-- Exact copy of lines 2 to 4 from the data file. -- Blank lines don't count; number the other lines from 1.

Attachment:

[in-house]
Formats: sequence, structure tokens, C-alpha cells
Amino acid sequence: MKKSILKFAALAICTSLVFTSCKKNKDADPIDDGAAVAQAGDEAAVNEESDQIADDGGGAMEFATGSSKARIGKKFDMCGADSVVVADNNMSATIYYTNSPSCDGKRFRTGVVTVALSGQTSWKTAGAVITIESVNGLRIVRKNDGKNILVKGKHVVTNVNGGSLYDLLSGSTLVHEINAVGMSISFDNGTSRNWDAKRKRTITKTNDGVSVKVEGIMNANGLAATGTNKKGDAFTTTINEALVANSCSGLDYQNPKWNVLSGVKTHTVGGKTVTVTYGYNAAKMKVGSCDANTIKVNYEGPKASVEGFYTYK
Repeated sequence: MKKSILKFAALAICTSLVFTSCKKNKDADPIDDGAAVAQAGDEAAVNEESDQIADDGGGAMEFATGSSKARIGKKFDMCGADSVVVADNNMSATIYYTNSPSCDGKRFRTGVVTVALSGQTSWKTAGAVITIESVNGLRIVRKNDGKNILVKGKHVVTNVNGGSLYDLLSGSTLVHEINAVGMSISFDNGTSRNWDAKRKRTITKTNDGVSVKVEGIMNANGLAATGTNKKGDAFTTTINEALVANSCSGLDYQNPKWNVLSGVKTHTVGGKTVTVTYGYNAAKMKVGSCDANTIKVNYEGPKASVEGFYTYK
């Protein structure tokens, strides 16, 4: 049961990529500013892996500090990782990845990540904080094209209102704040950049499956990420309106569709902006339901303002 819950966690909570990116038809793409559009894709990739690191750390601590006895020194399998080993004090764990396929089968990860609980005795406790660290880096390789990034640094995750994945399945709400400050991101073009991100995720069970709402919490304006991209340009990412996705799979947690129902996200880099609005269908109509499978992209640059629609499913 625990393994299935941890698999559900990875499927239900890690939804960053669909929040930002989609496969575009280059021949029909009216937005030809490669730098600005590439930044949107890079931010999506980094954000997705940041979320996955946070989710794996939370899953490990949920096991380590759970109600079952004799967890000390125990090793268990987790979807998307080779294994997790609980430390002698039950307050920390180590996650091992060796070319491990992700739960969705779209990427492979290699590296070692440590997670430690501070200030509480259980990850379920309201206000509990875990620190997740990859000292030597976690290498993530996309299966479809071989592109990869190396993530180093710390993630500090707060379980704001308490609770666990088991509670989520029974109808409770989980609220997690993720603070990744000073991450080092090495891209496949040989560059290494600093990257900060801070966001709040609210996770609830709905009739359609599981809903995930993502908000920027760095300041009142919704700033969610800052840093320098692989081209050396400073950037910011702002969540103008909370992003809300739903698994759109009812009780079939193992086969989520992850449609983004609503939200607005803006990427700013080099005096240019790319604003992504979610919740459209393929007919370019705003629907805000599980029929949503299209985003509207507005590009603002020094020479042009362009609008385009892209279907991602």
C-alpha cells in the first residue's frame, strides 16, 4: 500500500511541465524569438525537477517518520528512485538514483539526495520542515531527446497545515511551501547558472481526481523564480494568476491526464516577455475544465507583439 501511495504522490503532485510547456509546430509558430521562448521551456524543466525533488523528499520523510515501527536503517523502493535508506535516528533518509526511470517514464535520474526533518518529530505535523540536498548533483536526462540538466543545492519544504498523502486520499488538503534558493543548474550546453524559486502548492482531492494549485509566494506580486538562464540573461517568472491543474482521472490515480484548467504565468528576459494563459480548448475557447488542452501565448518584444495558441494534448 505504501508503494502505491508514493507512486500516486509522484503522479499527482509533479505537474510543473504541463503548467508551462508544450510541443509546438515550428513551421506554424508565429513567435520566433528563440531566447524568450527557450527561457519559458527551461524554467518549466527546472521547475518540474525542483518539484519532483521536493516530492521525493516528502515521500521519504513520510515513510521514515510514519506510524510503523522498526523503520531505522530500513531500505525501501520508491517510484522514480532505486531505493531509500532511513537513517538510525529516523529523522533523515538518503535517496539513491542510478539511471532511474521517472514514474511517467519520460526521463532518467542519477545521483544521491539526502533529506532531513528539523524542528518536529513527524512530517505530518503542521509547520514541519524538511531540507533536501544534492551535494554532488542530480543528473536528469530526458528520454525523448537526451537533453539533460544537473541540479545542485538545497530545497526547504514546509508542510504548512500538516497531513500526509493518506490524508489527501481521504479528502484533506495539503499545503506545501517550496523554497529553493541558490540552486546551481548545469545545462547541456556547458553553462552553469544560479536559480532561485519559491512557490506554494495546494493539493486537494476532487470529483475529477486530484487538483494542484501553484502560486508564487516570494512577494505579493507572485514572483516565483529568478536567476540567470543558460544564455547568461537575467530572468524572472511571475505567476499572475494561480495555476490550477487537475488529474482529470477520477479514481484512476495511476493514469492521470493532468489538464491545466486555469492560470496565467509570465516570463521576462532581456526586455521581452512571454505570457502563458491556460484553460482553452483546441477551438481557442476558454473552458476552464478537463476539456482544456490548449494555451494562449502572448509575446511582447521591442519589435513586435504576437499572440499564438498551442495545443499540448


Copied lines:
Formats: sequence, structure tokens, C-alpha cells
Amino acid sequence: MKKSILKFAALAICTSLVFTSCKKNKDADPIDDGAAVAQAGDEAAVNEESDQIADDGGGAMEFATGSSKARIGKKFDMCGADSVVVADNNMSATIYYTNSPSCDGKRFRTGVVTVALSGQTSWKTAGAVITIESVNGLRIVRKNDGKNILVKGKHVVTNVNGGSLYDLLSGSTLVHEINAVGMSISFDNGTSRNWDAKRKRTITKTNDGVSVKVEGIMNANGLAATGTNKKGDAFTTTINEALVANSCSGLDYQNPKWNVLSGVKTHTVGGKTVTVTYGYNAAKMKVGSCDANTIKVNYEGPKASVEGFYTYK
Repeated sequence: MKKSILKFAALAICTSLVFTSCKKNKDADPIDDGAAVAQAGDEAAVNEESDQIADDGGGAMEFATGSSKARIGKKFDMCGADSVVVADNNMSATIYYTNSPSCDGKRFRTGVVTVALSGQTSWKTAGAVITIESVNGLRIVRKNDGKNILVKGKHVVTNVNGGSLYDLLSGSTLVHEINAVGMSISFDNGTSRNWDAKRKRTITKTNDGVSVKVEGIMNANGLAATGTNKKGDAFTTTINEALVANSCSGLDYQNPKWNVLSGVKTHTVGGKTVTVTYGYNAAKMKVGSCDANTIKVNYEGPKASVEGFYTYK